Take it easy Bob, and enjoy the Post Ive just about got ready to put up tomorrow morning! Keep posting! You're entitled to an opinion.


  56. Stuart Dawson says: Reply

    Hi Bob/Hazel (you may have some explaining to do at the pub, now!), there is no reason to apologise to me about anything. You raised some points under whatever name, and we discussed them – that's the only reason I bother posting anything here. Most of the time people engage politely, and I have no idea who most of the people are, as a lot of them are anonymous or use crazy pseudonyms. The only two Kelly enthusiasts I know from outside of this blog who sometimes post, haven't posted for a couple of months. I could stick to writing occasional articles in obscure academic journals that almost no-one reads, or I can have some fun throwing ideas out there in a blog like this and see what happens. Some of it's bits of research, but sometimes it's just testing ideas. I'm bound to make some mistakes along the way, but so does anyone who does anything.

  57. Charlie Chase says: Reply

    Bob you showed heaps of grit with your post. It got me thinking about lots of things. Thanks. Sorry to hear about your son.

  58. Paul Baird says: Reply

    Although a bit long-winded and discursive, I always enjoy Doug's brilliance. A superior mind. My large Kelly book collection is based around my favorites MacFarlane and Morrissey!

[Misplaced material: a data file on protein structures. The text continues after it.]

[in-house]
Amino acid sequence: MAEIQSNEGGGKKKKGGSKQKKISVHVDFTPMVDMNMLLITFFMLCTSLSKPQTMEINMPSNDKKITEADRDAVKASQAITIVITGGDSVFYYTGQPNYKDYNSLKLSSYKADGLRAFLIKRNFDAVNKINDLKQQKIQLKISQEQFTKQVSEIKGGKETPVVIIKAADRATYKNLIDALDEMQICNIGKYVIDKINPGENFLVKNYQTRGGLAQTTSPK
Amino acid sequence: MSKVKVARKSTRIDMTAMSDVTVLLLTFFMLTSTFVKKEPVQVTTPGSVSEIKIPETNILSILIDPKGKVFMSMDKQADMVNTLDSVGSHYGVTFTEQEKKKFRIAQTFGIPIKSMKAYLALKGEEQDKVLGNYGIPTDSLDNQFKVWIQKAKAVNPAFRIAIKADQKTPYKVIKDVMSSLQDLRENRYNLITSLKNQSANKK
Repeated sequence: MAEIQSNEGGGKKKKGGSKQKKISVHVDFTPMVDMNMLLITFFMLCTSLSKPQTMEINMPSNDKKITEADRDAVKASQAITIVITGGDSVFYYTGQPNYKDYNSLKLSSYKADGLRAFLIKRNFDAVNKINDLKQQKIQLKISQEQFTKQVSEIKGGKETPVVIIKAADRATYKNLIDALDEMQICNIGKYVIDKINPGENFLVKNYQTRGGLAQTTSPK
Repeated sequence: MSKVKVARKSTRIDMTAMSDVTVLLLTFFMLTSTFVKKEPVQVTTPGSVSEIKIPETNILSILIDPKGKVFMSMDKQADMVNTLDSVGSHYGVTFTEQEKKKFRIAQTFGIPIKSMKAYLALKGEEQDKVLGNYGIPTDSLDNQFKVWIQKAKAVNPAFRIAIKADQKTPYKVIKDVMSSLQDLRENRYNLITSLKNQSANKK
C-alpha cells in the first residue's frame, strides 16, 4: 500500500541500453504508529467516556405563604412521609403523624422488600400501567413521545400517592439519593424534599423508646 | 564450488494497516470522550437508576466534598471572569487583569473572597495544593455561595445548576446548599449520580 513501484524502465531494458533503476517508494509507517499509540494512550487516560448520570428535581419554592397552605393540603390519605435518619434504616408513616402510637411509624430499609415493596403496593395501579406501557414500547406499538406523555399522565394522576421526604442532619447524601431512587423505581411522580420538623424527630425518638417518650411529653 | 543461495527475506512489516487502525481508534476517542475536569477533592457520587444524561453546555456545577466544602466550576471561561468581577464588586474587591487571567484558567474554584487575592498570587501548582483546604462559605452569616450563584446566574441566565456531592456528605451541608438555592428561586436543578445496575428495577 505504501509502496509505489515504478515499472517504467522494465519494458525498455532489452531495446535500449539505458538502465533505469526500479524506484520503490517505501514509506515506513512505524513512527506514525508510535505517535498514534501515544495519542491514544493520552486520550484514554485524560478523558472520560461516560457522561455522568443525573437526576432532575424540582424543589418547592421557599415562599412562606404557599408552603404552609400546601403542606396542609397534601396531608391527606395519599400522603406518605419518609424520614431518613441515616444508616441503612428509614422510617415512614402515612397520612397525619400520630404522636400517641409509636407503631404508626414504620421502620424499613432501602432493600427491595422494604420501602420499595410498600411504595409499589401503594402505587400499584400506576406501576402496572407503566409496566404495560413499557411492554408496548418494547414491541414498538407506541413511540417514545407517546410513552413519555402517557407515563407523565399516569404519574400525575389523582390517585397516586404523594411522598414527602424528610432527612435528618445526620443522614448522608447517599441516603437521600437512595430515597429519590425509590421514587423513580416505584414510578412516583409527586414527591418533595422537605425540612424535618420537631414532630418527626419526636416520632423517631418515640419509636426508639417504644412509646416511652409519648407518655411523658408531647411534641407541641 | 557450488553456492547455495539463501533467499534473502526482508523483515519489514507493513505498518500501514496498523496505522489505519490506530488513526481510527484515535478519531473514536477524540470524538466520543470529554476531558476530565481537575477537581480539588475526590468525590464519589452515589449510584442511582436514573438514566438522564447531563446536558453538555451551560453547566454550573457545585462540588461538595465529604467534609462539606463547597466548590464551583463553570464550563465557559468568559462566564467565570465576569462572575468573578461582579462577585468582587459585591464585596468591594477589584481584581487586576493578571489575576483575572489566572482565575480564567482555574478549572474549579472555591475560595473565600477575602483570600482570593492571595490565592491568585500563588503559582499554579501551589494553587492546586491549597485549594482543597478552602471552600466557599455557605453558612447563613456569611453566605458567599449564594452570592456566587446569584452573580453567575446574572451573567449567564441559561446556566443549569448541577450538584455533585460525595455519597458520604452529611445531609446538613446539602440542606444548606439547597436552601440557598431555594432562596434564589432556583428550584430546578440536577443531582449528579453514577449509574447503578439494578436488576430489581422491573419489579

59. Ian MacFarlane says: Reply

    That was a gutsy post, Bob. It astonished me,though. But I have praised you before as the most reclaimable of the Kelly lags. You are right in supporting your heritage. My Dad was a Changi / Burma-Siam death railway survivor. I didn't acknowledge him enough when he was alive, or my Mum who got away from Singapore in the last ship. Thanks for reminding me of my own debt to history.

  60. Lennie Wong says: Reply

    The last the police saw of the outlaws was them firing at police from the verandah of the Inn, severely wounding Supt Hare. There is no evidence they then climbed into the roof. Byrne was killed in the bar. Dan and Steve Hart were found as badly burned corpses on the ground floor after the fire. If the roof had been peppered by the police firing high, and the outlaws were there, their corpses would have been found in the collapsed building. But that's not what happened.

  61. Jimmy Nelson says: Reply

    I think most people here and even on that hatesite will have learned some humility from Bob's strong, courageous post. He mentioned private, personal details that I found confronting. Sometimes we have to stop and closely examine ourselves. I will try to become a more honest poster here in future. I take my hat off to you, Sir!

  62. Mal Morgan says: Reply

    Dee, Dr Fitzy on his site has proved conclusively that Metcalf's peritonitis resulted from his eye wound and infection. So there!

    Dr Fitzy will see you now.